Chapter

The functions of delusional beliefs

Peter Kinderman and Richard P. Bentall

in Reconceiving Schizophrenia

Published on behalf of Oxford University Press

Published in print November 2006 | ISBN: 9780198526131
Published online February 2013 | e-ISBN: 9780191754340 | DOI: http://dx.doi.org/10.1093/med/9780198526131.003.0014

Series: International Perspectives in Philosophy & Psychiatry

The functions of delusional beliefs

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To briefly conclude this chapter, it will be useful to consider the evidence we have just outlined in the context of our earlier examination of attempts to define delusional beliefs. It will be recalled that we argued that no satisfactory distinction could be drawn between delusions and other kinds of strongly held beliefs and attitudes. We also suggested that the strong emotional investment that people have in delusions and other strongly held beliefs might reflect, in some way, the role that these beliefs play in their evaluation of themselves. This certainly seems to be true of political and religious beliefs, which are often incorporated into individuals’ definitions of themselves (as in, ‘I am a Marxist’ or ‘I am a Christian’). It also seems to be true of paranoid beliefs. Although other common kinds of delusional systems have not been thoroughly investigated we suspect that this principle will extend to them also. This is perhaps obvious in the case of grandiose beliefs, in which the individual claims impossible identity (‘I am the son of God’), talents or riches. However, it may be equally true of less common delusions, for example the erotomanic patient's conviction that he or she is loved by someone important and famous (we may judge ourselves partly according to the mate we believe we are able to attract).

Of course, self-definition, although an important function of belief systems, is not the only function. Presumably, the human capacity for generating prepositional descriptions of the world evolved because it allows us to predict events in our environment, make preparations accordingly, and regulate our response to them. This is why human beings have developed efficient but non-logical strategies for inferring what is going on around them (the ‘heuristics’) and build their theories of the world on the basis of experience. Again, the paranoid patient does not appear to be noticeably different from anyone else in any of these respects. Whether this is so in the case of other delusional systems is less obvious. It is difficult to think of circumstances that would feed grandiose patients’ beliefs about themselves, for example. Perhaps in these cases, the quest for an emotionally acceptable self-definition outweighs the other functions that belief systems are ordinarily required to perform.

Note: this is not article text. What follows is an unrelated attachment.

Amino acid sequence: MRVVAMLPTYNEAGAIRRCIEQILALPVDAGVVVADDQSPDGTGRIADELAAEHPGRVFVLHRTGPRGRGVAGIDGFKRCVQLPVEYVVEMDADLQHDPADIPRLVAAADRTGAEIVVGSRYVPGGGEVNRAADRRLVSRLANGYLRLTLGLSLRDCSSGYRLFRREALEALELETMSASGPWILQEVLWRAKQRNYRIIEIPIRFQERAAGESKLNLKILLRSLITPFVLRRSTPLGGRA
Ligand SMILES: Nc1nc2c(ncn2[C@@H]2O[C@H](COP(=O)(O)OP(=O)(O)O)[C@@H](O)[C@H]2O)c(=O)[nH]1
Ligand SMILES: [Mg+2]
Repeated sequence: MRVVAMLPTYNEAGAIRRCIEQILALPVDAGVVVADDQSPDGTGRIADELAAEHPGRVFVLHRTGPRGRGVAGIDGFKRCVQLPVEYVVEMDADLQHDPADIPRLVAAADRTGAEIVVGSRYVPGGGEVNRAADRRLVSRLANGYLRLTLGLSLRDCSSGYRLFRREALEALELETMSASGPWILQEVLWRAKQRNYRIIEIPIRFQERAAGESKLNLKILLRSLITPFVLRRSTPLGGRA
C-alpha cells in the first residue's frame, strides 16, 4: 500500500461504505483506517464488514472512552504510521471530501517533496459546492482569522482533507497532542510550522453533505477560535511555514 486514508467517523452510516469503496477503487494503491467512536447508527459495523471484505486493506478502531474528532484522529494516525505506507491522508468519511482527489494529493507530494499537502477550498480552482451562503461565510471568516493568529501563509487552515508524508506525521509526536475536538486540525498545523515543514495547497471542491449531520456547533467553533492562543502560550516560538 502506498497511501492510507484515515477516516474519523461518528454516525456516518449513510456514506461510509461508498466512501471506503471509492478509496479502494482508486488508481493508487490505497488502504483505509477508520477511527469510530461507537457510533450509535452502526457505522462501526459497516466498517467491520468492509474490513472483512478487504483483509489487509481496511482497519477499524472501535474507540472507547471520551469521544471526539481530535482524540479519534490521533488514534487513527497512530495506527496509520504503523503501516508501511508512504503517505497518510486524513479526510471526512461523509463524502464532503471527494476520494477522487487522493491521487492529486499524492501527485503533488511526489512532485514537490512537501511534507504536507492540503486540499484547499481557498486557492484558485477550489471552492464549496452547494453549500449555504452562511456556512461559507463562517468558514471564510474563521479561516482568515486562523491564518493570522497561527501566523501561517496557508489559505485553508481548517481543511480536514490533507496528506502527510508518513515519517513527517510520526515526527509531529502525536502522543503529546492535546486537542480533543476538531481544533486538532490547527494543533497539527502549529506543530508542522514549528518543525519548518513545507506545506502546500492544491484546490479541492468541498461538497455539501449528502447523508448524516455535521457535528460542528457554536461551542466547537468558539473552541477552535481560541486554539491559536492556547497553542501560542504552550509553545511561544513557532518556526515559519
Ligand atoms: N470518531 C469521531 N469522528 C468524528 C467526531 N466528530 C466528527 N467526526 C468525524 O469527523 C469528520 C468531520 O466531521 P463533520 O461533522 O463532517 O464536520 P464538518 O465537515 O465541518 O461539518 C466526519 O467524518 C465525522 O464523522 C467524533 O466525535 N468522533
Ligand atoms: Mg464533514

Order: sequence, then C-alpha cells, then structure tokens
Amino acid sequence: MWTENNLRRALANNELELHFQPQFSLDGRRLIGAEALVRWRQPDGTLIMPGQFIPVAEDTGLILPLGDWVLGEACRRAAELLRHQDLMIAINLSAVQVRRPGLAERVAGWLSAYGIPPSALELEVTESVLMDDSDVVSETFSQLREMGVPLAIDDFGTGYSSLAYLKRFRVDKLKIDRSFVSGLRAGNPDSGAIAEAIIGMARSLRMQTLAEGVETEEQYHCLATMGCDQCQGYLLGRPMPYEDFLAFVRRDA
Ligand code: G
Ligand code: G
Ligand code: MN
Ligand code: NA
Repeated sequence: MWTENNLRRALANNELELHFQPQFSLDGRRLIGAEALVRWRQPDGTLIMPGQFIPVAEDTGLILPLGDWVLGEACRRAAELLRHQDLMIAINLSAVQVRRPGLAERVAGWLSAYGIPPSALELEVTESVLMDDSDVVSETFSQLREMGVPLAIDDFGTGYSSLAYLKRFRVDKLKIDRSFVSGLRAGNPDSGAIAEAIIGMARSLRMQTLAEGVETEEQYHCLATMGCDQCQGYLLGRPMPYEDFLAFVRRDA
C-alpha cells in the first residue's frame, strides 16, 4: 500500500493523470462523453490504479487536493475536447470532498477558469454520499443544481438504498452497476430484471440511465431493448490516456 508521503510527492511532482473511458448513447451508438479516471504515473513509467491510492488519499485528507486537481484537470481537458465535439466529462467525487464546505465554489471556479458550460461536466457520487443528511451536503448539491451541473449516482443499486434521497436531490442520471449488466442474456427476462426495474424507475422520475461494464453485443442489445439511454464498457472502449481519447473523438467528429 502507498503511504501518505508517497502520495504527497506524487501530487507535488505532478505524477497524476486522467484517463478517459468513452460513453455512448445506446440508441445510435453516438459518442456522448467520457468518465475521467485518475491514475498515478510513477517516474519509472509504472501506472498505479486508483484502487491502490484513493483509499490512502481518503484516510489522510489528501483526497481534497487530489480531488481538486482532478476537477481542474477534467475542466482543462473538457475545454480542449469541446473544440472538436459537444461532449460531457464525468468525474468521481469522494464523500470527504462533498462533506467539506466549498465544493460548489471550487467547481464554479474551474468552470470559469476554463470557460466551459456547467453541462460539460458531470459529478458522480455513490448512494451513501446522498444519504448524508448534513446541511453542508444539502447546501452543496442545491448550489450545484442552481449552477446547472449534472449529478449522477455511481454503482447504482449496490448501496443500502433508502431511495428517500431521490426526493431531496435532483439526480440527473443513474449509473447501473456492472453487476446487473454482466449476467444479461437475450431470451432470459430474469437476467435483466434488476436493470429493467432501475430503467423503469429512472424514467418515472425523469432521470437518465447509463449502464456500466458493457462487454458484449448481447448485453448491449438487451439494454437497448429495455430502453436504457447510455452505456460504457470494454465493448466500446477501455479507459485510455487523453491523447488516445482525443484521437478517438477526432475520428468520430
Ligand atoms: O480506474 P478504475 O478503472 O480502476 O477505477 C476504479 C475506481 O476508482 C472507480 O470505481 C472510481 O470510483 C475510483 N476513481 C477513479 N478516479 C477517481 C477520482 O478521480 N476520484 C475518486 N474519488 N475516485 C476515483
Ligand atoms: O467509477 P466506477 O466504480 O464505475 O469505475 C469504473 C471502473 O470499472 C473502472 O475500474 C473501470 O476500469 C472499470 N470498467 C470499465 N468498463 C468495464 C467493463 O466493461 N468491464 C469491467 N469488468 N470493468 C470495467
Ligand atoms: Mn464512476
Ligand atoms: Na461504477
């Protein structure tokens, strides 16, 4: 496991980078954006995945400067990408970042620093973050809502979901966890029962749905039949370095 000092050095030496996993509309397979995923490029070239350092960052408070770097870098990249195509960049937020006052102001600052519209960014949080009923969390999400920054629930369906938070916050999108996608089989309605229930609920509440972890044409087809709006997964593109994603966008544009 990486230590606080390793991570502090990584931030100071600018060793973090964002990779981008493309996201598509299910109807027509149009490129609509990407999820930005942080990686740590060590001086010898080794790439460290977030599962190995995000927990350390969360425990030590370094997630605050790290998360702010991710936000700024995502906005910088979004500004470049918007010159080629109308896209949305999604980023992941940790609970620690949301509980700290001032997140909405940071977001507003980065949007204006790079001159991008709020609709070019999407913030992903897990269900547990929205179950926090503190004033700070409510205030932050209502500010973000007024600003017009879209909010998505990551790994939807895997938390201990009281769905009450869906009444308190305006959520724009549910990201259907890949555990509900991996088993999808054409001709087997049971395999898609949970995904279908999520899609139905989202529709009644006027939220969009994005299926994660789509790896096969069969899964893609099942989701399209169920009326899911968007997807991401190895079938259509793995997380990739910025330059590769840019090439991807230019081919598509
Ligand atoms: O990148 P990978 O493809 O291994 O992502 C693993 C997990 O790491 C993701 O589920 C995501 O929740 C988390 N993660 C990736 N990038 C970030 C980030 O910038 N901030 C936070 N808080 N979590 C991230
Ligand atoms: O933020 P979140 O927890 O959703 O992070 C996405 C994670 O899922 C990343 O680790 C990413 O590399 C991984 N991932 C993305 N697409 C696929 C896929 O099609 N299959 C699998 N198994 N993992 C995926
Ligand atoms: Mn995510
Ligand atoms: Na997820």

Even if this last speculation turns out to be true, the overall impression that emerges from psychological research into psychosis is that deluded patients belong to the same species as everyone else. They are more like the rest of us than different and belong to the same social world. By denying that delusions are beliefs, the conventional psychiatric approach treats patients with disrespect, and often denies them a voice in determining their own treatment (Bentall 2003). The clinical implications of the account we have offered of delusions are beyond the scope is this chapter; suffice it to say that we believe it is possibly to work with patients in a way that respects their theories and treats these theories as perhaps unlikely but just possibly true. By working with patients in this way, it is possible to engage them in a quest to discover the advantages and disadvantages of their way of thinking, and to encourage them to consider alternative beliefs systems. This approach lies at the core of the new cognitive behavioural treatments of psychosis (Morrison et al. 2003).

Chapter.  8664 words. 

Subjects: Psychiatry

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